“I had never been to her as a mother in many things. I always went to my sister, because she was older and had the care of me after my mother died.” -Lizzie Borden, Inquest Testimony

Abby’s attempts would fail, and as Lizzie grew into a woman Abby would find herself living in a home divided.   The bond between the sisters was formidable.   For Abby, she would no longer be interested in engendering herself to the girls.

“A.  I was speaking to her of a garment I had made for Mrs. Borden, and instead of saying Mrs. Borden I said “Mother.” and she says: “Don’t say that to me, for she is a mean good for nothing thing.” I said: “Oh Lizzie, you don’t mean that?” And she said “Yes, I don’t have much to do with her; I stay in my room most of the time.” And I said, “You come down to your meals, don’t you?” And she said: “Yes, but we don’t eat with them if we can help it.”” -Trial Testimony of dressmaker Hannah Gifford

“And we always thought she persuaded father to buy it. At any rate he did buy it, and I am quite sure she did persuade him. I said what he did for her people, he ought to do for his own children.” -Lizzie Borden, Inquest Testimony

“Q. Can you tell me the cause of the lack of cordiality between you and your mother, or was it not any specific thing?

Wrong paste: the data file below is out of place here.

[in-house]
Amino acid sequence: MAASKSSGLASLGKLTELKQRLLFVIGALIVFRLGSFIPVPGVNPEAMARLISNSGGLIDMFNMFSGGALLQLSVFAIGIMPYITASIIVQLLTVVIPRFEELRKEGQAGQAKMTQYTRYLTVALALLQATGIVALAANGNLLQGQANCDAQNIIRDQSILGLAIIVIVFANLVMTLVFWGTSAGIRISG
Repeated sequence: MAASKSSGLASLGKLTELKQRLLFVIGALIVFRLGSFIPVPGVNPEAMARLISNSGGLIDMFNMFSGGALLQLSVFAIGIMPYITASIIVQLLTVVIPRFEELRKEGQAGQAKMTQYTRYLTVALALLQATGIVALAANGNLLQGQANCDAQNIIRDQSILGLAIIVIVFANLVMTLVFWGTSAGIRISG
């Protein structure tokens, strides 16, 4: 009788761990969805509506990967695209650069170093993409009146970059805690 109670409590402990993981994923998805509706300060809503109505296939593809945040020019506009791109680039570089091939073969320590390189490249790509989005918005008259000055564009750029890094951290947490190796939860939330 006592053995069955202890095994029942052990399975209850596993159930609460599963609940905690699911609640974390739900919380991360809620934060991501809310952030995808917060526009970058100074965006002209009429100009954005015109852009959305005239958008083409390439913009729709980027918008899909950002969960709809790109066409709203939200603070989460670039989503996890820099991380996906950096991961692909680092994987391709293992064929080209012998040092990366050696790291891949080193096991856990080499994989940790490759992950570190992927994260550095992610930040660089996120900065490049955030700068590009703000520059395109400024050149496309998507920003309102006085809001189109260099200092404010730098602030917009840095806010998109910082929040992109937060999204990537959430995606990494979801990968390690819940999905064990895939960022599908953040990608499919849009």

A. Well, we felt that she was not interested in us….”   –
Emma Borden, Inquest Testimony

Lizzie’s disdain for her stepmother became more pronounced as she grew older.  It had long been embedded in her psyche.  She fretted and brooded.  Her fearful anxiety about the disposition of her father’s wealth always had Abby, the usurper, as its focus.

No outlet for social intercourse save her church affiliation, a rapidly diminishing prospect for marriage, and an escalating highly charged atmosphere within the territorial home was a stew bubbling to spill over. Suddenly her future financial security and independence was about to be threatened beyond retraction.  The knowledge unleashed a rage long dormant and deep within her psyche.  And at its core was her hatred of Abby.

“Oh, Lord.  What have I done?  What have I done?”

conjectured thought of Emma Borden by the writer